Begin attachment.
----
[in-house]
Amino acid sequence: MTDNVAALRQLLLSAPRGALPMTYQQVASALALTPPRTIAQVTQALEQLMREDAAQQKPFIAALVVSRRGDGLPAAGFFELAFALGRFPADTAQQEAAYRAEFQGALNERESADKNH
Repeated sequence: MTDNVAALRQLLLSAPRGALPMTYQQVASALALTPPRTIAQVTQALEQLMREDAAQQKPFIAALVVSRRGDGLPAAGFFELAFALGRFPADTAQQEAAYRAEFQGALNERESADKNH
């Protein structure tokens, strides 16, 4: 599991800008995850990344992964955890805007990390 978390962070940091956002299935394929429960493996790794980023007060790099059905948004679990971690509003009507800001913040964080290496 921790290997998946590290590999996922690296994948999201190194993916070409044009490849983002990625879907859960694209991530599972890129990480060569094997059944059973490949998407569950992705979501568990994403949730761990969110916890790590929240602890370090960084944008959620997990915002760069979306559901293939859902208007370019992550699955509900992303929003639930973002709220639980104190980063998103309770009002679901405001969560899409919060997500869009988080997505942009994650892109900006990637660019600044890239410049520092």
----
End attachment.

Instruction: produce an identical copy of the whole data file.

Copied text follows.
[in-house]
Amino acid sequence: MTDNVAALRQLLLSAPRGALPMTYQQVASALALTPPRTIAQVTQALEQLMREDAAQQKPFIAALVVSRRGDGLPAAGFFELAFALGRFPADTAQQEAAYRAEFQGALNERESADKNH
Repeated sequence: MTDNVAALRQLLLSAPRGALPMTYQQVASALALTPPRTIAQVTQALEQLMREDAAQQKPFIAALVVSRRGDGLPAAGFFELAFALGRFPADTAQQEAAYRAEFQGALNERESADKNH
């Protein structure tokens, strides 16, 4: 599991800008995850990344992964955890805007990390 978390962070940091956002299935394929429960493996790794980023007060790099059905948004679990971690509003009507800001913040964080290496 921790290997998946590290590999996922690296994948999201190194993916070409044009490849983002990625879907859960694209991530599972890129990480060569094997059944059973490949998407569950992705979501568990994403949730761990969110916890790590929240602890370090960084944008959620997990915002760069979306559901293939859902208007370019992550699955509900992303929003639930973002709220639980104190980063998103309770009002679901405001969560899409919060997500869009988080997505942009994650892109900006990637660019600044890239410049520092």